(Statista) 

Data from June 2021 reveals that the cumulative number of premises with National Broadband Network activations in the county reached 8.2 million, up from 7.3 million the year before. This figure also represents a drastic increase from the 2.4 million activations recorded in 2017. 

6. There were 32.47 million mobile connections at the start of the year.

(DataReportal)

A growing number of Australians are also using mobile phones to browse the web and perform a number of activities, from online shopping to accessing social media. Thus, there were 32.47 million mobile connections in January 2021 alone, which equals 126.6% of the entire population. 

Prepaid connections made up 31.5% of all mobile connections, while postpaid connections accounted for 68.5%.

7. There were 15.73 million internet subscribers in Australia in 2020.

(Australian Bureau of Statistics)

According to the Australian Bureau of Statistics, in 2018, mobile wireless had 6.561 million subscribers, followed by fibre internet with 3.640 million, and DSL with 3.232 million subscribers. The broadband type with the lowest number of subscribers in 2018 was the satellite with 132,000 subscribers, followed by fixed wireless with 217,000 and cable internet in Australia with 937,000.

8. The average download speed for mobile broadband networks in 2020 was 67.58 Mbps.

(Statista)

In 2020, telecom providers in Australia offered faster mobile internet speed compared to fixed broadband networks. 

The average download speed provided by mobile networks was 67.58 Mbps, whereas fixed broadband networks provided only 45.92 Mbps on average. 

Interestingly enough, fixed broadband upload speeds were much faster than mobile ones, at 19.28 Mbps and 13.97 Mbps, respectively.

9. The two main Australian 5G networks rolled out over 2,300 new base stations by mid-2020.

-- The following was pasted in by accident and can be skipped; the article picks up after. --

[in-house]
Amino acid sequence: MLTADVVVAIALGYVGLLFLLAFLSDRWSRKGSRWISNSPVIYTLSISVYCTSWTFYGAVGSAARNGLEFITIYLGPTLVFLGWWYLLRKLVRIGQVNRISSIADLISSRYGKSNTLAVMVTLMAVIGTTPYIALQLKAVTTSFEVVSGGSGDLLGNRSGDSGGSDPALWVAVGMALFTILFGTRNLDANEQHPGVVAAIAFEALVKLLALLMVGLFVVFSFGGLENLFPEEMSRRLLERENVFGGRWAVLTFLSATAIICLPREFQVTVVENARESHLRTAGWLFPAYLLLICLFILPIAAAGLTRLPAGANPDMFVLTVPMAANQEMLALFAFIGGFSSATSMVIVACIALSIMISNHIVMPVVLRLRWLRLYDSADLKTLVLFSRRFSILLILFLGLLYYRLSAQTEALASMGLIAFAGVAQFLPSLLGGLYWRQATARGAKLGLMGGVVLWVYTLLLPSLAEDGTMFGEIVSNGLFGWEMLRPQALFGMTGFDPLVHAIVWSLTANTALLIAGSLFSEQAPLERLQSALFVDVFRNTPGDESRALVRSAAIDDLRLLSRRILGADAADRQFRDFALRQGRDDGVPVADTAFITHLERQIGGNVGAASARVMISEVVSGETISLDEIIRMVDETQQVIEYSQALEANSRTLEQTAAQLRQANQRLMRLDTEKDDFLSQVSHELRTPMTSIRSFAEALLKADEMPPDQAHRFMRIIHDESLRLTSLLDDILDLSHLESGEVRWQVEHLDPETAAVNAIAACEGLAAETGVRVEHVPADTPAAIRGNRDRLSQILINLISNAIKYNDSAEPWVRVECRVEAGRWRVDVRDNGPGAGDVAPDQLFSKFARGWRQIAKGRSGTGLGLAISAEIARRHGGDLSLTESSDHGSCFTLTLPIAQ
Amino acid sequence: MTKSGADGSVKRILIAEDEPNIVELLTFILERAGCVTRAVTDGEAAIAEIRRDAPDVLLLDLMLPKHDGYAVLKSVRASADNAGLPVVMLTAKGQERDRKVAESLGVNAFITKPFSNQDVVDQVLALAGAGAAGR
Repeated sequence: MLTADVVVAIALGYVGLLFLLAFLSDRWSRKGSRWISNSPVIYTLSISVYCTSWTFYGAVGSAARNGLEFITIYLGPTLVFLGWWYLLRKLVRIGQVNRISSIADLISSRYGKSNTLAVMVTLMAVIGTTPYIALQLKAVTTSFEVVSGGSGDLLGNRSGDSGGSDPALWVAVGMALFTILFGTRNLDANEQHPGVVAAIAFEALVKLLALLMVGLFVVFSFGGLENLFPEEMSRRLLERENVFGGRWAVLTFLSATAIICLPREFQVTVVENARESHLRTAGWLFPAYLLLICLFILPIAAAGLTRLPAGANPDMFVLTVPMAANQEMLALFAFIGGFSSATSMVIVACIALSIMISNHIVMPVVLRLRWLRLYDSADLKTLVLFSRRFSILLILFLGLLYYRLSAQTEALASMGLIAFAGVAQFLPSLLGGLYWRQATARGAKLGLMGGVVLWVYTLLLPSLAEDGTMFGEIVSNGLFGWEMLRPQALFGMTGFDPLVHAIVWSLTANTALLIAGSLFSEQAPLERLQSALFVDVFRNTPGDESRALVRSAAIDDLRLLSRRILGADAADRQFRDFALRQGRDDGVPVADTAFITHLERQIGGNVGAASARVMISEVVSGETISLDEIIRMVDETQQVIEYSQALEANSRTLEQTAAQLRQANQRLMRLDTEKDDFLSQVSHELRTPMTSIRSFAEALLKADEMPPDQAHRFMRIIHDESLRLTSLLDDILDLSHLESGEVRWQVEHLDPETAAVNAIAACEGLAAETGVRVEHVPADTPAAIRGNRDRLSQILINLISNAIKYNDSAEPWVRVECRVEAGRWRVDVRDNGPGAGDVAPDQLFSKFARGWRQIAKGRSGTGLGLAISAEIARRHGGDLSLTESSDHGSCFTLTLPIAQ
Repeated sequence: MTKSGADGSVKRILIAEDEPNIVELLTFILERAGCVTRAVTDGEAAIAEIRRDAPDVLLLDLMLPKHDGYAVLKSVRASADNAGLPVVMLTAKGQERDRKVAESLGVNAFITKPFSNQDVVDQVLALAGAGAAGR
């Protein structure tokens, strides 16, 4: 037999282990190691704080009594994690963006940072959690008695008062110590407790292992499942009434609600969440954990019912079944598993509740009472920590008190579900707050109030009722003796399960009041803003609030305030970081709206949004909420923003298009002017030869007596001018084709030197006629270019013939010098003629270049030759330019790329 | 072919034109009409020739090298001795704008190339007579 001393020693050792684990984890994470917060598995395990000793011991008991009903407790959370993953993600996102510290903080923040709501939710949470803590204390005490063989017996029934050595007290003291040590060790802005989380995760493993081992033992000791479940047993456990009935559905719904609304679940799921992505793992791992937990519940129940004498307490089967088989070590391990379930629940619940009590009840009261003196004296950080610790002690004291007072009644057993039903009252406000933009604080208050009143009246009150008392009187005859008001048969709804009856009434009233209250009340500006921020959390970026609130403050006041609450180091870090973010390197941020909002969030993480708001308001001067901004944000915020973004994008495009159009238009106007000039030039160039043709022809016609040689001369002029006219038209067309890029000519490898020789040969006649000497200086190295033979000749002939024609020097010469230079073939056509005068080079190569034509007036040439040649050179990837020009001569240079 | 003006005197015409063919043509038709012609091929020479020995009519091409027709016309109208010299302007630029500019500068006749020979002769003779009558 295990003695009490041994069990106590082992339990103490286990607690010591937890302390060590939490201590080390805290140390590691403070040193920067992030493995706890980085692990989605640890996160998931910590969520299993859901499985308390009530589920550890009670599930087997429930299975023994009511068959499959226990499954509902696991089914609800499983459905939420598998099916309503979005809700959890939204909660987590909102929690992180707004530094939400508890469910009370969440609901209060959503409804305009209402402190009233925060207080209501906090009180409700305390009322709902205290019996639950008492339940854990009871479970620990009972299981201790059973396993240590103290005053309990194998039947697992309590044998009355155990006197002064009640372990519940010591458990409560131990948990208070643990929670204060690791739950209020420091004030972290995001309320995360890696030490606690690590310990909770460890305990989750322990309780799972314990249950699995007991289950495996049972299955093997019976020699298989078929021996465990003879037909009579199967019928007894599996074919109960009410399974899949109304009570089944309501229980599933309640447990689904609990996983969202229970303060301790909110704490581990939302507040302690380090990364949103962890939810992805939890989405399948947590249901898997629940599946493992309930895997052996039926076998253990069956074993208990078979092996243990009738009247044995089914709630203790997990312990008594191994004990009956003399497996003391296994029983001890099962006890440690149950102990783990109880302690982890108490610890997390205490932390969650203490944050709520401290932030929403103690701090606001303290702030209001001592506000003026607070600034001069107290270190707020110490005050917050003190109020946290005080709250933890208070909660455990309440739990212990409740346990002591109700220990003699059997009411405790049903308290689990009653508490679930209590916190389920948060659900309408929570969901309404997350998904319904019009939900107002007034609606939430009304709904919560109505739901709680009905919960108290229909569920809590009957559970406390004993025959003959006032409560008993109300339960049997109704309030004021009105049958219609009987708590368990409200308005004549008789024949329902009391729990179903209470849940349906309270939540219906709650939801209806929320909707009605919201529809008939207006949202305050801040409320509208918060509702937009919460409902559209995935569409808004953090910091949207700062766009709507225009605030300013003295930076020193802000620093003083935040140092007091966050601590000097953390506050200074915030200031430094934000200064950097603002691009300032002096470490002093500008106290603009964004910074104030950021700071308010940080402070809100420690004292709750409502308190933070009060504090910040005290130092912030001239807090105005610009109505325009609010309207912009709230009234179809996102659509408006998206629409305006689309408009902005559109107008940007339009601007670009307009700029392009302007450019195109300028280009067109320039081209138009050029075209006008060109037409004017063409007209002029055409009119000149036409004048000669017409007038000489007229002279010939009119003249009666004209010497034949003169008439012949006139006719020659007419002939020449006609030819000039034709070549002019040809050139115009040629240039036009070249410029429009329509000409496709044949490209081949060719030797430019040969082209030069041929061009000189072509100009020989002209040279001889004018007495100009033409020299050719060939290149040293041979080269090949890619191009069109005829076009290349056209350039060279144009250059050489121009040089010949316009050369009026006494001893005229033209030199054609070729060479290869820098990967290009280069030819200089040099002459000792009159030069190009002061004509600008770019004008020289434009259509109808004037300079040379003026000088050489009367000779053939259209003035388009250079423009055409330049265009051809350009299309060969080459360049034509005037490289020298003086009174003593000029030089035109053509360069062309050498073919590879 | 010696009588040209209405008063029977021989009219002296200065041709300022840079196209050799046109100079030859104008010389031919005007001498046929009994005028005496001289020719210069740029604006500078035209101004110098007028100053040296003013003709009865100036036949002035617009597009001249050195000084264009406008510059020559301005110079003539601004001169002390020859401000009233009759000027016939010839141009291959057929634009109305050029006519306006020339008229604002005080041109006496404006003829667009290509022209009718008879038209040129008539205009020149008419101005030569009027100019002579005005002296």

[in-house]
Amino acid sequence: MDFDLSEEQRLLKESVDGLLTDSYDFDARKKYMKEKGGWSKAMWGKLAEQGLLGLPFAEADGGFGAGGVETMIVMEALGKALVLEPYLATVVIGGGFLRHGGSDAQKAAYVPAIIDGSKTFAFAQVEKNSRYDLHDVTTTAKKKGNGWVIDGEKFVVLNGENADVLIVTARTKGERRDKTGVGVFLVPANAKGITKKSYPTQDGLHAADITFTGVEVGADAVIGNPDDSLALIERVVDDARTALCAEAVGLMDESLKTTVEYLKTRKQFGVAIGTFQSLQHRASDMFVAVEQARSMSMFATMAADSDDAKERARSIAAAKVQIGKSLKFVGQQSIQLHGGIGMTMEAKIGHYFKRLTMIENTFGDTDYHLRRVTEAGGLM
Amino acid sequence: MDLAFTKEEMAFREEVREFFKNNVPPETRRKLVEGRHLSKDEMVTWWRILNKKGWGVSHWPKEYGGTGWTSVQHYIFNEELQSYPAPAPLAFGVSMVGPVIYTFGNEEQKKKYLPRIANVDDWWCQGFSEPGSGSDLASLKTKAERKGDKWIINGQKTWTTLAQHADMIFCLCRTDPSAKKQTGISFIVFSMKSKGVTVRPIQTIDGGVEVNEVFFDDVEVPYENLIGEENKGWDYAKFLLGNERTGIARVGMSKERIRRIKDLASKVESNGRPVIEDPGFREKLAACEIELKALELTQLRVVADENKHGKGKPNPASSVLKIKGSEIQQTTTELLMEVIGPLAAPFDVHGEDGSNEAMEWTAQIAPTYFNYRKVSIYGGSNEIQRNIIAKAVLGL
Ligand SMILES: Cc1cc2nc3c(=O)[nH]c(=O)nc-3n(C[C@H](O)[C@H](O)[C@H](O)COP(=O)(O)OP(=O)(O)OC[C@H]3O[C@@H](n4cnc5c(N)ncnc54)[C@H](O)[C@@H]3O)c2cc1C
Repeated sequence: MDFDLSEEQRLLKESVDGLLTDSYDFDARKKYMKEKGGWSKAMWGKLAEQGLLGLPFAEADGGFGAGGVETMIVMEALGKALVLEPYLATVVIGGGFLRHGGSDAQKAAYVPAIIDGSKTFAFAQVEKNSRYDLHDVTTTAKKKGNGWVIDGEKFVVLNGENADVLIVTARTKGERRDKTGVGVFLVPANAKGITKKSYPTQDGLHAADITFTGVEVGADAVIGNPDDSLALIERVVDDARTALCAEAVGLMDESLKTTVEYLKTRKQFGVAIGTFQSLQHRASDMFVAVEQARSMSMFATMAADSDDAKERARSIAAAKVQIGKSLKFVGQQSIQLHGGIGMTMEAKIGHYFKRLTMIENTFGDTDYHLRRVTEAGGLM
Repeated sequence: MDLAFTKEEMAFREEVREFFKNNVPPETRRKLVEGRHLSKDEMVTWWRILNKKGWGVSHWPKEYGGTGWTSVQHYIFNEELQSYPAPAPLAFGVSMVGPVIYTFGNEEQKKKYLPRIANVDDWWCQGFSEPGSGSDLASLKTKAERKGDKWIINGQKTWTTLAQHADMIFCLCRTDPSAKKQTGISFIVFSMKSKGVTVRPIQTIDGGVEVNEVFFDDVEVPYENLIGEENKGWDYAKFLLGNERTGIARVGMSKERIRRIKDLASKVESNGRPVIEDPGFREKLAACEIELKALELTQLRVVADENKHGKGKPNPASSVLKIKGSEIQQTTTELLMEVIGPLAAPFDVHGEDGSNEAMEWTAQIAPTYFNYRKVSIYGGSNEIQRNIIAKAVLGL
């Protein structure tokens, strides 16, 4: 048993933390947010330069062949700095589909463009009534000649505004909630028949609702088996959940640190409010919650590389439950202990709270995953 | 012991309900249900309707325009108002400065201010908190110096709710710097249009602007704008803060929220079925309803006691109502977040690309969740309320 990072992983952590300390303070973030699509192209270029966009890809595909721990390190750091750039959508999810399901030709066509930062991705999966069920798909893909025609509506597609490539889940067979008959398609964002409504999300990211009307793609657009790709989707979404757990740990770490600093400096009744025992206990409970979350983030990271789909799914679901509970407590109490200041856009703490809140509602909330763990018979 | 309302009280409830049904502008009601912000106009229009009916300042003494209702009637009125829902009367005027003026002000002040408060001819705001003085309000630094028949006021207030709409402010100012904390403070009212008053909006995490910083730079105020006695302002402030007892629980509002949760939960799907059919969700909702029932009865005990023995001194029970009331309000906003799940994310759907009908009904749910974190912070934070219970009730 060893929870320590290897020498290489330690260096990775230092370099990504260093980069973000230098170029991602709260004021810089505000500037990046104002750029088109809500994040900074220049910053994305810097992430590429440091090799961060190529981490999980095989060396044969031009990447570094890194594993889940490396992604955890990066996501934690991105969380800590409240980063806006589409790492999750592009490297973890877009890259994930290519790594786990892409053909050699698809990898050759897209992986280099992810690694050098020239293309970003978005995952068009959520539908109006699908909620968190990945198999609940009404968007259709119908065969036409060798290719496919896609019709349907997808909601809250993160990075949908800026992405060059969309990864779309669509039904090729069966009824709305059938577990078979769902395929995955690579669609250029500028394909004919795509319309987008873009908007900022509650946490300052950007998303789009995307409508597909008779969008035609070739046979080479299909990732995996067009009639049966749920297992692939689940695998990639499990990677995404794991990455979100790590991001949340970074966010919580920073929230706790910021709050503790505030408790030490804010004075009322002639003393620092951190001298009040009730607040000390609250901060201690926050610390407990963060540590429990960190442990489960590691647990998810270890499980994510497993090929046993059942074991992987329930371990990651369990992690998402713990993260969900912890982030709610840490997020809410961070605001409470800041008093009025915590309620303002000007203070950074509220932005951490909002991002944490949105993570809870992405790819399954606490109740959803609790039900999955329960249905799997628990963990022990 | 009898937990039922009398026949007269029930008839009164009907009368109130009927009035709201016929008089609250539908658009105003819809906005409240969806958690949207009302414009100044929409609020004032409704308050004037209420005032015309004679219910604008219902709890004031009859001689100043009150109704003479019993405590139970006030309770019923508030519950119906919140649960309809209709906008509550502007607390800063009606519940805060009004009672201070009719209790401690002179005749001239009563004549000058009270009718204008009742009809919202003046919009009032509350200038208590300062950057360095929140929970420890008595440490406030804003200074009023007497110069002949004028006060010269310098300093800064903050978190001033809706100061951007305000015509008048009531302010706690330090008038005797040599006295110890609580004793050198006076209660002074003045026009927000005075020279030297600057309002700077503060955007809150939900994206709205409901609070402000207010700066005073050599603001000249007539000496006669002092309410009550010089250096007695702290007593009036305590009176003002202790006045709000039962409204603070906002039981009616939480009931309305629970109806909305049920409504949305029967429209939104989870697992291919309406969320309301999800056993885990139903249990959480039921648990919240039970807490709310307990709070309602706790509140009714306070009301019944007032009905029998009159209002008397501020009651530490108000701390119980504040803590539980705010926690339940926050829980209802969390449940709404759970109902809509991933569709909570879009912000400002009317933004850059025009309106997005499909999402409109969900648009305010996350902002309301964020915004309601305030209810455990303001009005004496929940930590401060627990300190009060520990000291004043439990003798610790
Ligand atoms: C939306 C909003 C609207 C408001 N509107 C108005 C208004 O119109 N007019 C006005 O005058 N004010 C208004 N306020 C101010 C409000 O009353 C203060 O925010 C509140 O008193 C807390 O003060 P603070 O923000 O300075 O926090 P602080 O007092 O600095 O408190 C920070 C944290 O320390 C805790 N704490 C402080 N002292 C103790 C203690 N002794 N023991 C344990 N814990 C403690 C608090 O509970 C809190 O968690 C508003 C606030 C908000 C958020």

(ACMA)

The implementation of 5G internet in Australia began in 2019 and has since expanded to 1500 base stations deployed by Telstra and another 800 by Optus.

Australia’s Telecommunications Market and Revenue

10. The telecom industry in Australia is worth $35 billion.

(IBISWorld) (Statista)

In 2020, there were 3,622 telecom businesses in the country. That same year, the industry noted the highest gross value added to Australia’s GDP—$22.3 billion. 

Still, the average industry growth between 2015 and 2020 was a negative 3.2%, with additional declines forecast in the following years up to 2025. Accordingly, the GVA of telecommunications services dropped to $5.6 billion by March 2021. 

11. The Information Media and Telecommunications sector employs 178,500 persons.

(The Labour Market Information Portal)

This translates to about 1.4% of the total workforce in the country. The median employee age in this industry is 38, whereas the average weekly earnings amount to approximately $1,475. 

12. Telecommunications comprised 14% of the average household infrastructure costs in 2019.

(Infrastructure Australia)

Telecommunication costs are a significant part of every house budget, but this expense is not distributed evenly across all earning groups. The lowest-earning 20% spent 6.2% of their income on telecommunications, while the highest-earning 20% spent 2.2% of their income on telecommunications services.